*Jenn, Architect/Stationer & Brandon, Data Technician*
Today’s wedding graduate post encompasses a single, and hard to accept fact about our weddings: we can’t control how we’re going to feel, either during them, or after them. Maybe we’ll show up and be swept away by radiant joy, maybe things will feel gritty and raw, maybe it will just be a fun party. But today Jenn, she of The Sisterhood of the Traveling Dress (who now has a hot new stationery shop), talks about coming to terms with not adoring (but liking) her wedding after the fact. (And yeah, you know it, this afternoon she’s talking about the dress.)
There have been a number of wedding graduates who have spoken before about not loving their weddings. This post is only half like that—I loved my wedding, and yet, here I am five months out, in post-wedding limbo. I’m somewhere between remembering my wedding with joy and fondness, and still caught up in planning and what might-have-been. I imagine there are a tons of recent brides out there like me, not certain how to feel about the day of the wedding.
When I was planning, I was planning. A little intense, yes, but doing otherwise wouldn’t have been very me. This is one thing I am at peace with about myself—making things, and then making them complicated appears to be a central tenet of my personality. I threw myself into wedding planning and DIY/DITing with intensity.
I collected blue and white china vases at thrift stores so I could do my own flowers. When I couldn’t find enough one weekend, I decided I would buy some porcelain paint and create my own. The vases were totally worth it—my relatives loved that they got a tangible, useful item to take home with them, and they love that I made a bunch of them myself.
You may have read my post about making your own letterpress. I went on to make the rest of the paper goods for the wedding, and a guestbook/scrapbook collection of our old photos.
I became obsessed with the idea of a photobooth wall that people could stick their faces through, and then I became even more obsessed with the problem of transporting it to and from my venue.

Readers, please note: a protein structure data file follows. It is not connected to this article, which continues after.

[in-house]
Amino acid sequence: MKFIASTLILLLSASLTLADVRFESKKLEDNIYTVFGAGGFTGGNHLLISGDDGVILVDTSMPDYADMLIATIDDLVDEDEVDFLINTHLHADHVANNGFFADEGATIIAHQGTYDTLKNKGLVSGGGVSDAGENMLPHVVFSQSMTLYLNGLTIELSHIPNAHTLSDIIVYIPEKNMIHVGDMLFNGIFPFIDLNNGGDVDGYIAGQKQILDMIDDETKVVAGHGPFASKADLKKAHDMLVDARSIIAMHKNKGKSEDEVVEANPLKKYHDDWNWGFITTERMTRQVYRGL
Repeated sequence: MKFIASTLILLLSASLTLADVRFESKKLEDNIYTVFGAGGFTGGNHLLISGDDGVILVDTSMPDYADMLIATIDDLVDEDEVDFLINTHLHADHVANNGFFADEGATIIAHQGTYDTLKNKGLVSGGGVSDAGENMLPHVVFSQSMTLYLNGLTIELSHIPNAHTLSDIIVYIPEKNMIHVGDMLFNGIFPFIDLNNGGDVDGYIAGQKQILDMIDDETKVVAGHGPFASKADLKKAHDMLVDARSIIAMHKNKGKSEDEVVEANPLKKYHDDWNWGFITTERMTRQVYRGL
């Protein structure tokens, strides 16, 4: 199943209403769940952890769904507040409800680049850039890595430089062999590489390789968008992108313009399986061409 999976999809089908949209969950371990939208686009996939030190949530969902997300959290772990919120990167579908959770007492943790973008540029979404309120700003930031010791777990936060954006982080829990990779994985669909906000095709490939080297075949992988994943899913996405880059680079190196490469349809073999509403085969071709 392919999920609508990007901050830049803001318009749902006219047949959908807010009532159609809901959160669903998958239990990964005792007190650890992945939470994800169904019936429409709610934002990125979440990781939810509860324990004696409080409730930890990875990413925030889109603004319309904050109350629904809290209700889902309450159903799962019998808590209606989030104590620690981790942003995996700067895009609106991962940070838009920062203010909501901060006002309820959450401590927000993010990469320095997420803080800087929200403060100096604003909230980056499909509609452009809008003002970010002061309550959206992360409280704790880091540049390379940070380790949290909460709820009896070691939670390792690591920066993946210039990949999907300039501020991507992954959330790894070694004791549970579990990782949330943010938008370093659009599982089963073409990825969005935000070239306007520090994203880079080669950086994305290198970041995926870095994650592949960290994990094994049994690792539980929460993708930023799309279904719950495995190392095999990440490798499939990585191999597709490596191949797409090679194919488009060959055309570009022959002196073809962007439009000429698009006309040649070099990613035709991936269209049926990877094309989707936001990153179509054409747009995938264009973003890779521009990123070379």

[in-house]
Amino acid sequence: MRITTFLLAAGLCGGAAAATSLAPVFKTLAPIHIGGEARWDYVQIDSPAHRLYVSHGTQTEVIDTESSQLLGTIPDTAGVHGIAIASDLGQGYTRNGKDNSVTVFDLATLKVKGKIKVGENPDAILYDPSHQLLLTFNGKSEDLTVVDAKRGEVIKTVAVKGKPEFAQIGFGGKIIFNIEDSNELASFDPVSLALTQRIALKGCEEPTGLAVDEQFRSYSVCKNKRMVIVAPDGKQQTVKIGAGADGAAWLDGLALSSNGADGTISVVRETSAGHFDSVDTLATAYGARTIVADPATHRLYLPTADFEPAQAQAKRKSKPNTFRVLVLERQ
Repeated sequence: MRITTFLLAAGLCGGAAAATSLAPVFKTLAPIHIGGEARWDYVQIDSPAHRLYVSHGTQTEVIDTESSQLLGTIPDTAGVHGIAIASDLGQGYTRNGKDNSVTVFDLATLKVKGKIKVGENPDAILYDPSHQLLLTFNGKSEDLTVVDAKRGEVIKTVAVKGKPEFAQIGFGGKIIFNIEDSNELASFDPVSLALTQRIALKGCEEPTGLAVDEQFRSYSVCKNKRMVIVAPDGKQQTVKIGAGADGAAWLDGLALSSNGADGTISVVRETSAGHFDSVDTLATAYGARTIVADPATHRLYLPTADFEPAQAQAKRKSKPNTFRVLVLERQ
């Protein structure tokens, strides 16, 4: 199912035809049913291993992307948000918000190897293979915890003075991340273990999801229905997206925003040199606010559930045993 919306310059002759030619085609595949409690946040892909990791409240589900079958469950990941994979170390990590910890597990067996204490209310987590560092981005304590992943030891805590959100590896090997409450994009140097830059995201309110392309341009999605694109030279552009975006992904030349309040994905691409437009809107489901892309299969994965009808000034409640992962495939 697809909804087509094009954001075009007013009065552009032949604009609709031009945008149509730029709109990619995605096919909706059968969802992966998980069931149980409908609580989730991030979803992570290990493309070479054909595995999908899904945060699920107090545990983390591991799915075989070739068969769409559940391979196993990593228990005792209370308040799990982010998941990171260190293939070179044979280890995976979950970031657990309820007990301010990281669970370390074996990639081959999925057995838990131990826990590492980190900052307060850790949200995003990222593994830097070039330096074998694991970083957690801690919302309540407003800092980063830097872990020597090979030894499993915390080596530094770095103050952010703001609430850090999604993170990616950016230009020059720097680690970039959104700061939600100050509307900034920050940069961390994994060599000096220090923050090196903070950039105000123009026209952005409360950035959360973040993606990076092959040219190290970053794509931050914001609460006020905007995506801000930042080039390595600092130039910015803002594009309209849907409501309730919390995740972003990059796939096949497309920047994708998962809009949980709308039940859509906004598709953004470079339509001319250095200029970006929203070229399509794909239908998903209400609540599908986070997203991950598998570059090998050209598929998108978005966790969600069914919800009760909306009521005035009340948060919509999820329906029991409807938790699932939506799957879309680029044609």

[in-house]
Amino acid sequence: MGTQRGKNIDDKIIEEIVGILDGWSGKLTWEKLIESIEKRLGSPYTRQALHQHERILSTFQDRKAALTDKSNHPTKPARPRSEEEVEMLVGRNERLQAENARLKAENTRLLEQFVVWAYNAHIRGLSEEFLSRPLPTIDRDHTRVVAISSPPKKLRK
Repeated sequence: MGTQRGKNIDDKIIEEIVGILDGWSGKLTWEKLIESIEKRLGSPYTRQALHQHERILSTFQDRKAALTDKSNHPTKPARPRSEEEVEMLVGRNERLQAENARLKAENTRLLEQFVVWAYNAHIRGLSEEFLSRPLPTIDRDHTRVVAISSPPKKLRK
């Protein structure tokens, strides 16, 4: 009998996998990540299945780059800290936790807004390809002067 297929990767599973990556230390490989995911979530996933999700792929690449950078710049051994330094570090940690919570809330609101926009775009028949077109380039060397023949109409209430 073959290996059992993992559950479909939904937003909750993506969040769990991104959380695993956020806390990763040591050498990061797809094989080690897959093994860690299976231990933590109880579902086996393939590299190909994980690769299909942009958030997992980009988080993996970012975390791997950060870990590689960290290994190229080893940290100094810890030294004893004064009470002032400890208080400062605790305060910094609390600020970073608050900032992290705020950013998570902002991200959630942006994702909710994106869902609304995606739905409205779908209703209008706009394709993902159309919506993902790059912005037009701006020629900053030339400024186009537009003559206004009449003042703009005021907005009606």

My biggest DIY failure (notice I didn’t say only failure) were these huge urns I had bought to be an altar backdrop. I painstakingly spray painted branches to stick into them like trees, then made little hanging votives for them and bought LED candles. I thought they would be so cool… except once inside the niches of my venue, they were so small as to be laughable. On any other day I think this would have really bothered me—on the day of the wedding, I giggled to myself, and moved on.
I felt amazing on the day of the wedding. There was no one thunderbolt moment, but I was happy, and Brandon and I got married with as many of our nearest and dearest who could make it in attendance.
Things progressed smoothly, if not flawlessly. Even though I had guests dropping out at the last minute and stage manager/sisterhood-member extraordinaire Rachel had to dash around changing place cards, no one got confused finding their seats. Even though the Reverend had messed something up every time we rehearsed the ceremony, on the day of when it mattered, he got it perfect.**
Despite the fact that my caterer had been duped into buying some bad seafood and had to swap it out last minute for other things to put in the pasta, all the guests enjoyed the food. People were having trouble using the remote and camera I had set up for the photo-wall, but were taking it into their own hands and we got some great photos anyway. The dance floor wasn’t packed, but that gave the rest of us more room to move.